Everyday life requires courage. That simple truth is the foundation of this fine debut about a young Bangladeshi woman in London, struggling to make sense of home, family, Islam, and even adultery.
You’re only 18 when an arranged marriage whisks you off to a faraway land whose language you can’t understand. Your husband is middle-aged and ugly as sin. What for Westerners would be a fate worse than death is for Ali’s heroine Nazneen fate, period. A devout Moslem, she has inherited her mother’s stoic acceptance of God’s will, even heeding her husband Chanu’s advice not to leave their apartment in the grim projects on her own; people would talk. Chanu is happy to have acquired “an unspoilt girl. From the village.” He’s a gentle but insufferably verbose man, a low-level bureaucrat. He’s also a born loser, and Ali’s masterly portrayal mixes mordant humor with a full measure of pathos. The excitement here comes in watching Nazneen’s new identity flower on this stony soil. Motherhood is the first agent of change. Her firstborn dies in infancy, but her daughters Shahana and Bibi thrive. A power shift occurs when Shahana rebels against her father, an ineffectual martinet; Nazneen the peacemaker holds the family together. When Chanu falls into the clutches of the moneylender Mrs. Islam (a sinister figure straight out of Dickens), Nazneen becomes a breadwinner, doing piecework at home and thus meeting the middleman Kazim, who is also an activist fighting racism. They become lovers; and again Nazneen sees herself as submitting to fate. But when Chanu, increasingly beleaguered, announces their imminent return to Bangladesh, Nazneen asserts herself. On one day of wrenching suspense, she deals forcefully with Mrs. Islam, Kazim, and Chanu, and emerges as a strong, decisive, modern woman. The transformation is thrilling.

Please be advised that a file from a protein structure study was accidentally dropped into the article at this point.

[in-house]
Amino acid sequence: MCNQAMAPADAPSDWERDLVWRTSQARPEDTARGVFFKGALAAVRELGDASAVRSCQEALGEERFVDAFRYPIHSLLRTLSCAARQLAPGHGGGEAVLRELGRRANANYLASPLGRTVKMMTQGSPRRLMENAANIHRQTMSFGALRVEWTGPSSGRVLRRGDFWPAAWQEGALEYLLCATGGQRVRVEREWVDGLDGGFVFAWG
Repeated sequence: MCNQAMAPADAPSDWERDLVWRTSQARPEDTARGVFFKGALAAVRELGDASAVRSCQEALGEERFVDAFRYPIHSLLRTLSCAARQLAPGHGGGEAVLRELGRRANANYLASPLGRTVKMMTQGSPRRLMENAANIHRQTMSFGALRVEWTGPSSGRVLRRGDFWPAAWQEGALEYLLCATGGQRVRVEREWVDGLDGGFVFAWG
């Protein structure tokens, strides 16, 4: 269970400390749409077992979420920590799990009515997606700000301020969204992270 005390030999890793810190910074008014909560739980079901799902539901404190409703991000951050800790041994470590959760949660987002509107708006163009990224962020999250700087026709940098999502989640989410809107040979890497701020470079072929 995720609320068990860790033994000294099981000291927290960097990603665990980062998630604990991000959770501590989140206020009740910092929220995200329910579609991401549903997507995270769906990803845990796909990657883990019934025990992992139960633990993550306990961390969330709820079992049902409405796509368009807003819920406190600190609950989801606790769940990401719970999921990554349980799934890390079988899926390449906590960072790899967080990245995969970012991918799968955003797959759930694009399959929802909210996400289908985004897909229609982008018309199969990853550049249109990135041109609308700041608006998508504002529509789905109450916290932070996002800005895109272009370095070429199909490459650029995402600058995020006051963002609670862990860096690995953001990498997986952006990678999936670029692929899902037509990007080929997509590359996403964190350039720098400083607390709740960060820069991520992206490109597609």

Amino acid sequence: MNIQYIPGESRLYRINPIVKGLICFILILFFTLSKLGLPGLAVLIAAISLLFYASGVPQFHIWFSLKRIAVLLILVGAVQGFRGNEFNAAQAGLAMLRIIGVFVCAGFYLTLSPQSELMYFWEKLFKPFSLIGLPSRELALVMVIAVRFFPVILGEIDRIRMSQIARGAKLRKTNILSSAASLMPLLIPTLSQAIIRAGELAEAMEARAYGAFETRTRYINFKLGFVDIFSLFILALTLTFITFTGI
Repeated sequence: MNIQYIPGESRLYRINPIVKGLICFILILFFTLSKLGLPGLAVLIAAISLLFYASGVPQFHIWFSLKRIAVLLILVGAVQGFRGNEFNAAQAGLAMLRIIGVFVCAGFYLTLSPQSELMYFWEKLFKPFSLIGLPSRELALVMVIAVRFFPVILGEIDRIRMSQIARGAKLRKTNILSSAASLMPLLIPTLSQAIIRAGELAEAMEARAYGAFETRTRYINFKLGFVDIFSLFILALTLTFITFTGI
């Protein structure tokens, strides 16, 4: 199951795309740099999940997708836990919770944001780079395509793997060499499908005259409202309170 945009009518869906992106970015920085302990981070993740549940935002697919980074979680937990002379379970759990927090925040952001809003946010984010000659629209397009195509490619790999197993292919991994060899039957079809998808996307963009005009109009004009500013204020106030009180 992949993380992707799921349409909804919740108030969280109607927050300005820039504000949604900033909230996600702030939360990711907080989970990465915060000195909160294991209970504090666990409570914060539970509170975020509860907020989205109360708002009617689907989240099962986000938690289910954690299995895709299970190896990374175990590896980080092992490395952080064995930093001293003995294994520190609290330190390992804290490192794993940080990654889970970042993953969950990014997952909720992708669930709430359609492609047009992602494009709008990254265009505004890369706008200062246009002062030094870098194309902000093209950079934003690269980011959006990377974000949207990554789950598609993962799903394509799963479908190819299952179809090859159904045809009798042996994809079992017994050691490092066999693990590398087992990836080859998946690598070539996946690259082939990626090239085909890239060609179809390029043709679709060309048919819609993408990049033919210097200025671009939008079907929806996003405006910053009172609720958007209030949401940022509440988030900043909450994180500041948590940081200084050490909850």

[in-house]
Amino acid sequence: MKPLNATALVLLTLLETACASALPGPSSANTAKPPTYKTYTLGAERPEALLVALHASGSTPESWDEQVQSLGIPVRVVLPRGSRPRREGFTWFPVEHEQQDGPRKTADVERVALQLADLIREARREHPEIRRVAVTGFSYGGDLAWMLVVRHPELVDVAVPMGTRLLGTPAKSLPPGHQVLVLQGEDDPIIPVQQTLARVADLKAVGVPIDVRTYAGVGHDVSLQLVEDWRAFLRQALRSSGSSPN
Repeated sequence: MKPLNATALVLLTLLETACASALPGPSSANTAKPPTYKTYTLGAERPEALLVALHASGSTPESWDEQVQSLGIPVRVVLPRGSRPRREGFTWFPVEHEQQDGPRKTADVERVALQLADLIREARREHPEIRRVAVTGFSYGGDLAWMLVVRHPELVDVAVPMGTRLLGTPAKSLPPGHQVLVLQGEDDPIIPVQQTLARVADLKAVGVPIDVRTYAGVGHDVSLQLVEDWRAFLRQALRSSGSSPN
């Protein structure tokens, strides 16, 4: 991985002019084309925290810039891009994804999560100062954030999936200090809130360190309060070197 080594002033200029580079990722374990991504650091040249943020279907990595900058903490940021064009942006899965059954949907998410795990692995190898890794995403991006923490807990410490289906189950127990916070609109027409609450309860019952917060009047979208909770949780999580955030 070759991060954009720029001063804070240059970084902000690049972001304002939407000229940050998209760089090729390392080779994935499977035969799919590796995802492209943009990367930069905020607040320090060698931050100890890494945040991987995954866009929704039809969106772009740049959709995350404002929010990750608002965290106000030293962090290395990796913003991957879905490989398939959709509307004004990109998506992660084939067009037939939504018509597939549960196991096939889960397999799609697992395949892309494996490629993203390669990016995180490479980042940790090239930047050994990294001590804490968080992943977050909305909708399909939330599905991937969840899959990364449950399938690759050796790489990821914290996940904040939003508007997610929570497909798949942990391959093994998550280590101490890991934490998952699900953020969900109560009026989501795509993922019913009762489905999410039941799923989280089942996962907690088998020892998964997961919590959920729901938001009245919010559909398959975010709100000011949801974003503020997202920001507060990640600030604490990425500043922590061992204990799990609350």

Newcomer Ali was born in Bangladesh and raised in England, where Brick Lane has been acclaimed, and rightly so: she is one of those dangerous writers who sees everything.